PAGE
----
Torex Gold Mine Blockade

This week I took to a useful resource I have used throughout the year; The Human Rights and Business Resource Centre. I love this resource as it gives you easy access to issues from all over the world that I might otherwise miss using my normal news sources. I clicked on a topic I haven’t looked at before: Freedom of Association. I have to say, I don’t know a lot about this topic (although I probably should.)

A quick google has led me back to the Human Rights Act 1998, more specifically article 11:

Freedom of assembly and association

  1. Everyone has the right to freedom of peaceful assembly and to freedom of association with others, including the right to form and to join trade unions for the protection of his interests.
  2. No restrictions shall be placed on the exercise of these rights other than such as are prescribed by law and are necessary in a democratic society in the interests of national security or public safety, for the prevention of disorder or crime, for the protection of health or morals or for the protection of the rights and freedoms of others. This Article shall not prevent the imposition of lawful restrictions on the exercise of these rights by members of the armed forces, of the police or of the administration of the State.

The article I found under this topic was this one which concerns the removal of a Blockade on the Torex Gold mine in Mexico. I didn’t really understand at first what was meant by a blockade but given article 11 of the Human Rights Act I made an assumption it has something to do with protest. I was right! The entrance to the min was physically blocked due to a peaceful protest by some unionised workers wanting a change to their labour rights.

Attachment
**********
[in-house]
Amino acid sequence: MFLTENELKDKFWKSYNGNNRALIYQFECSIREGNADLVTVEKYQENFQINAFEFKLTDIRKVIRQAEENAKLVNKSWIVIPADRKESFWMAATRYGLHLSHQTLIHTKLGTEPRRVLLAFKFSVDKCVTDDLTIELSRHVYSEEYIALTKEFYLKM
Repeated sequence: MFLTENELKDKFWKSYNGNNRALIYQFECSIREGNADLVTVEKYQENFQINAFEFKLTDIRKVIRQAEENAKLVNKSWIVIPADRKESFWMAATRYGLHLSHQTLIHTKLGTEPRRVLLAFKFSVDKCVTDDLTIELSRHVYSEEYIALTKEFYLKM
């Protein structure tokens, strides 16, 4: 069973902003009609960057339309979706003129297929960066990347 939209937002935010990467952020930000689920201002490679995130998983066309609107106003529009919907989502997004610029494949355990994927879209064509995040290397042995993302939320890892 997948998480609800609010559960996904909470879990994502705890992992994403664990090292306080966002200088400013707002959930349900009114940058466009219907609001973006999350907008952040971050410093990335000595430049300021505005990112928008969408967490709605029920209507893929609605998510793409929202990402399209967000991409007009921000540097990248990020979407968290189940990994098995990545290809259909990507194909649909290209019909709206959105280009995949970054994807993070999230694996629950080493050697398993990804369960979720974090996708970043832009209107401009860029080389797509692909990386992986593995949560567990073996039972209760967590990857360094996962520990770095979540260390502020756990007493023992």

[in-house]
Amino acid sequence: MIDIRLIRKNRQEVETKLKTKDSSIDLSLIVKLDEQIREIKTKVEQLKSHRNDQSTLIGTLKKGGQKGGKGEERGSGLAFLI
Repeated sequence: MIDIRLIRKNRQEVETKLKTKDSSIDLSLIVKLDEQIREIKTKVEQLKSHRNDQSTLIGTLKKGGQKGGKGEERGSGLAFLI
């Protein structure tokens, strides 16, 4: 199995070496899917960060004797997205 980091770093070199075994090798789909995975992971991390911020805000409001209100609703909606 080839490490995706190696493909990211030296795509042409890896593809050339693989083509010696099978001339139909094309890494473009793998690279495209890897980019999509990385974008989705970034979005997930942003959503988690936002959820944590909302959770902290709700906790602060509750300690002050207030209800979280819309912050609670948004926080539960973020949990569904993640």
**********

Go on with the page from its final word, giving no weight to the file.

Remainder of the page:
I thought this an interesting topic, as I know that extractive forms of production such as mining are riddled with human rights issues. What I found interesting about the statement that Torex made about the removal of the blockade was that they said:

‘ The blockade led to conflict between communities and denied to thousands of citizens their constitutionally protected right to work.’

This shows the difficulty of human rights issues, as it’s likely that the workers protesting were only doing so to improve working conditions for themselves and their peers. However, in doing so this caused the mine to be closed for a number of months which meant a lot of people local to the area must have been out of work. The mention of conflict is unsuprising as I’m sure the whole event would tear apart a community. Sometimes drastic measures need to be taken to combat human rights issues, but then in doing so you can breach the rights of others, in this case the right to work. Which then causes tensions and conflict which can impeach on an individuals right to life. I had to do a bit of digging (pun unintended) on this topic but it was definitely worth it.

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